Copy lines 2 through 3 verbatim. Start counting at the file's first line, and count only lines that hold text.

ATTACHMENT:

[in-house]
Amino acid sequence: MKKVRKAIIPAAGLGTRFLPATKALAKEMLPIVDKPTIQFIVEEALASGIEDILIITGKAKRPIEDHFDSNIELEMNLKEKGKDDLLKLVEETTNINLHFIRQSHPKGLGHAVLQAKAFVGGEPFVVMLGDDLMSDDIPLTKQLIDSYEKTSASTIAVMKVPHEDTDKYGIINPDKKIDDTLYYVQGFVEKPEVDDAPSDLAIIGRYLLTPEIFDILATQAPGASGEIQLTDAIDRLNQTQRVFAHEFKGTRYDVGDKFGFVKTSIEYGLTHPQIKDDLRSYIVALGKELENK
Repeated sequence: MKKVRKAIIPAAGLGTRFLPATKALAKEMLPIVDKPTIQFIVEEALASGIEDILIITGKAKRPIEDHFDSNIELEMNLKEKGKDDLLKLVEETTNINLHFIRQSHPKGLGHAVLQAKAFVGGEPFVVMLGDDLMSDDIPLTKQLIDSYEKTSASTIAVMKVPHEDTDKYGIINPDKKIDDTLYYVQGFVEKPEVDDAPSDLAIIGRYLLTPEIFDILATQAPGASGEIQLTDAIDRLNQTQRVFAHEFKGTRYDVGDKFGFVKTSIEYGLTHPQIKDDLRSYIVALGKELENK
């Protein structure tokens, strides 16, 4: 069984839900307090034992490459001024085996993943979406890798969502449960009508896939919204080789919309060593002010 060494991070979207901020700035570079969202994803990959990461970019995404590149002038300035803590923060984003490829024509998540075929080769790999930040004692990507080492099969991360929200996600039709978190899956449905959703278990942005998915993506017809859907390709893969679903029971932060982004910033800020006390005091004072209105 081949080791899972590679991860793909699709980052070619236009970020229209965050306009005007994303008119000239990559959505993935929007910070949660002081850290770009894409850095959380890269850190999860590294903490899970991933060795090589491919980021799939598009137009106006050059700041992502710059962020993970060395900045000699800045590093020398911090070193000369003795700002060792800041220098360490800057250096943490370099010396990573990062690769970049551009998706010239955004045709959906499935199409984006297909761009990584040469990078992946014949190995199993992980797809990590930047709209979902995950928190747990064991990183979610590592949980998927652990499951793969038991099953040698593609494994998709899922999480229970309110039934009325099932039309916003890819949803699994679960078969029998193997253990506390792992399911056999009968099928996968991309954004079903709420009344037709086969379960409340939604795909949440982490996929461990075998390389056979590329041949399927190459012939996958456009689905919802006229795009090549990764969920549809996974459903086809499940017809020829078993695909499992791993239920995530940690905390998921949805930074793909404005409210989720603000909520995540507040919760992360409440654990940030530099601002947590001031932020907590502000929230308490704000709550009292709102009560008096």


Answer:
Amino acid sequence: MKKVRKAIIPAAGLGTRFLPATKALAKEMLPIVDKPTIQFIVEEALASGIEDILIITGKAKRPIEDHFDSNIELEMNLKEKGKDDLLKLVEETTNINLHFIRQSHPKGLGHAVLQAKAFVGGEPFVVMLGDDLMSDDIPLTKQLIDSYEKTSASTIAVMKVPHEDTDKYGIINPDKKIDDTLYYVQGFVEKPEVDDAPSDLAIIGRYLLTPEIFDILATQAPGASGEIQLTDAIDRLNQTQRVFAHEFKGTRYDVGDKFGFVKTSIEYGLTHPQIKDDLRSYIVALGKELENK
Repeated sequence: MKKVRKAIIPAAGLGTRFLPATKALAKEMLPIVDKPTIQFIVEEALASGIEDILIITGKAKRPIEDHFDSNIELEMNLKEKGKDDLLKLVEETTNINLHFIRQSHPKGLGHAVLQAKAFVGGEPFVVMLGDDLMSDDIPLTKQLIDSYEKTSASTIAVMKVPHEDTDKYGIINPDKKIDDTLYYVQGFVEKPEVDDAPSDLAIIGRYLLTPEIFDILATQAPGASGEIQLTDAIDRLNQTQRVFAHEFKGTRYDVGDKFGFVKTSIEYGLTHPQIKDDLRSYIVALGKELENK